Señora Chela (Tapp) Kocks once told Meredith Reynolds that language teachers could help create diplomats.
"The kind of diplomats that understand another culture's point of view," said Reynolds, an administrator in Southern Oregon University's school of business. "It was really important to her to give students a chance to be in another culture, not just to study it."
Reynolds had that chance in 1969 as an SOU student on a winter break bus trip to Mexico lead by Kocks, a Spanish professor.
Once final exams had been completed and Kocks had turned in her grades, she and 41 students piled on a bus bound for central Mexico.
They brought sleeping bags and enough food to get them to border, only stopping to use the bathroom and get gas, Reynolds said.
At the border crossing in Nogales, Ariz., they had to walk into Mexico, Reynolds said, because at that time U.S. vehicles weren't allowed to enter the country.
The students took a southbound train and ended up in a car with a group of Mexican novitiates.
"They were very straight-laced and shy," Reynolds said. "We were sort of pseudo hippies. We had unmanageable hair and questionable clothing."
But Kocks soon had everybody singing Christmas carols — in Spanish.
"That was my first impression of Mexico and what a lovely one it was," Reynolds said.
The SOU students traveled to Guadalajara and then to Mexico City. During the trip, they would stop at small cities where, "in exchange for our supper, we sang Christmas carols — in English," Reynolds said.
Their hosts put them up in their homes, and the group only stayed in a hotel once, at Christmastime in downtown Mexico City, where they visited the Museo de Antropologia and saw Diego Rivera murals, a bull fight, the Ballet Folklorico and flamenco dancers.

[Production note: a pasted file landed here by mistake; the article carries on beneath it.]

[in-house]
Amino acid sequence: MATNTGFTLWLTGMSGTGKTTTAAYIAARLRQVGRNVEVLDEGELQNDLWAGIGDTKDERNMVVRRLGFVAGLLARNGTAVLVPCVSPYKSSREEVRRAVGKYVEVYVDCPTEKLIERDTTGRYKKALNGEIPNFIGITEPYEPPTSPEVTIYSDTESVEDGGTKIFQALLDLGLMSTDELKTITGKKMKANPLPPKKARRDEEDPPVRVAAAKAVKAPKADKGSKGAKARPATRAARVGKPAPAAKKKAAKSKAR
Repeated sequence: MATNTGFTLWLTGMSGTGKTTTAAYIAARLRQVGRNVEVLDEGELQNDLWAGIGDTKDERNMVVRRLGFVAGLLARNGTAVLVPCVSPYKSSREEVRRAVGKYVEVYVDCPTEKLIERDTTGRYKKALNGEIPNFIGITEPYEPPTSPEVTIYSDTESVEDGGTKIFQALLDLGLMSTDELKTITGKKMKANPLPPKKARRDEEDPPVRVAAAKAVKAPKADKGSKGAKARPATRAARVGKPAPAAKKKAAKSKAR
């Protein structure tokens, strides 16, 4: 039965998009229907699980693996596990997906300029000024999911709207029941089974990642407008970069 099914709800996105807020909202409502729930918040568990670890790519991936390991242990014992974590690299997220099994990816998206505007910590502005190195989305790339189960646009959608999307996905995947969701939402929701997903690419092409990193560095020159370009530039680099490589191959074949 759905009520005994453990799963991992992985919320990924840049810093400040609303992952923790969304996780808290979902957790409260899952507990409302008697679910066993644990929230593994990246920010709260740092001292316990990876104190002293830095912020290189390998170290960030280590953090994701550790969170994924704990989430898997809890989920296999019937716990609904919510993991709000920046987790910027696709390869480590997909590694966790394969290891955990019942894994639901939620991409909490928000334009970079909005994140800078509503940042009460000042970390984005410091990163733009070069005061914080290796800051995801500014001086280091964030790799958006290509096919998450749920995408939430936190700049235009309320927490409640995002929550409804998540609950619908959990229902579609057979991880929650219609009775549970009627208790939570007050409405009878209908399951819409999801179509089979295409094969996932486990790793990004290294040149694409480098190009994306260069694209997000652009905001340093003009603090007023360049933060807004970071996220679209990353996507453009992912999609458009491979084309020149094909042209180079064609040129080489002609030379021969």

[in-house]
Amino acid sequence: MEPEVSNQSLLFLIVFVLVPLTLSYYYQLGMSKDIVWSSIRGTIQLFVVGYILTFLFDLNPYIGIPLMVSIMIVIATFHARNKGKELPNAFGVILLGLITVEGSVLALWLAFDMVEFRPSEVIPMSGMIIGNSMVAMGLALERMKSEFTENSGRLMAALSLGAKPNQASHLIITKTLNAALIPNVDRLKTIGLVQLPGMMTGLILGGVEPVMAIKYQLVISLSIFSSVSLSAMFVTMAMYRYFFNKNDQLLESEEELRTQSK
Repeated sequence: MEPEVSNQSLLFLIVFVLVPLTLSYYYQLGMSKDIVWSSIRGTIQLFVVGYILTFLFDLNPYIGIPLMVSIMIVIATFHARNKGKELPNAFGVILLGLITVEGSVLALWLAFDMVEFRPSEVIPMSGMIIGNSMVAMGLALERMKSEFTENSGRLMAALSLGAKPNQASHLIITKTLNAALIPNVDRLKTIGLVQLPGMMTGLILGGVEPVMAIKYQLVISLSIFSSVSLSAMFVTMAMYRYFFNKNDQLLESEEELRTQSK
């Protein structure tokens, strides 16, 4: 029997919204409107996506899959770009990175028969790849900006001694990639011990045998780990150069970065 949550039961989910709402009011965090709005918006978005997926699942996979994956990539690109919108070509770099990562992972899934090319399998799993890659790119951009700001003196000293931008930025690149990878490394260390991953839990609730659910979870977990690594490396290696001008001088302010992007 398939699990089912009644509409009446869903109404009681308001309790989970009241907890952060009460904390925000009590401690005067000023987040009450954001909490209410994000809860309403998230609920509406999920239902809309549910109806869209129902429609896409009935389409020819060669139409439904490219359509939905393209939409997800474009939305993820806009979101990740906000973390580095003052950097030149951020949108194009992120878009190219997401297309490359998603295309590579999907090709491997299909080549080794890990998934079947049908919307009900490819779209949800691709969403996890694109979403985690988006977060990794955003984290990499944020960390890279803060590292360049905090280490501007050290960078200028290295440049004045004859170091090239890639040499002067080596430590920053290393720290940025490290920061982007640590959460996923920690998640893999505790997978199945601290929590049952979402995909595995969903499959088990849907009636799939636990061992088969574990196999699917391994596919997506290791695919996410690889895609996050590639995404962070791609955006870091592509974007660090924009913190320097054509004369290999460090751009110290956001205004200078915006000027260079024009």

"We did all the things a person can read about," Reynolds said. "But it doesn't make sense until you do it."
When they arrived in Guanajuato just before New Years, the students visited museums and heard their first estudiantina — an all-male singing group of roving musicians based on a 16th century European custom where students sang for their supper.
When the SOU students were invited to the Baile de Blanco y Negro (White and Black Dance) they were surprised to learn they needed to wear formal dresses or black or white tuxedos.
The "pseudo hippies" did the best they could, but "we were definitely the ragtags in the room," Reynolds said.
But their hosts — "the most elegant people I've ever seen," Reynolds said — had the students on the dance floor, as a big band, a rock band and a traditional Mexican band rotated sets.
"So, just as when Señora Chela took us to Mexico, she tried to show us as many things as possible to see the big picture," Reynolds said, that's what Ashlanders will be doing next week when delegates from Guananajuato visit to celebrate the 40th anniversary of the sister-city relationship.
Kira Rubenthaler can be reached at 482-3456 ext. 225 or firstname.lastname@example.org.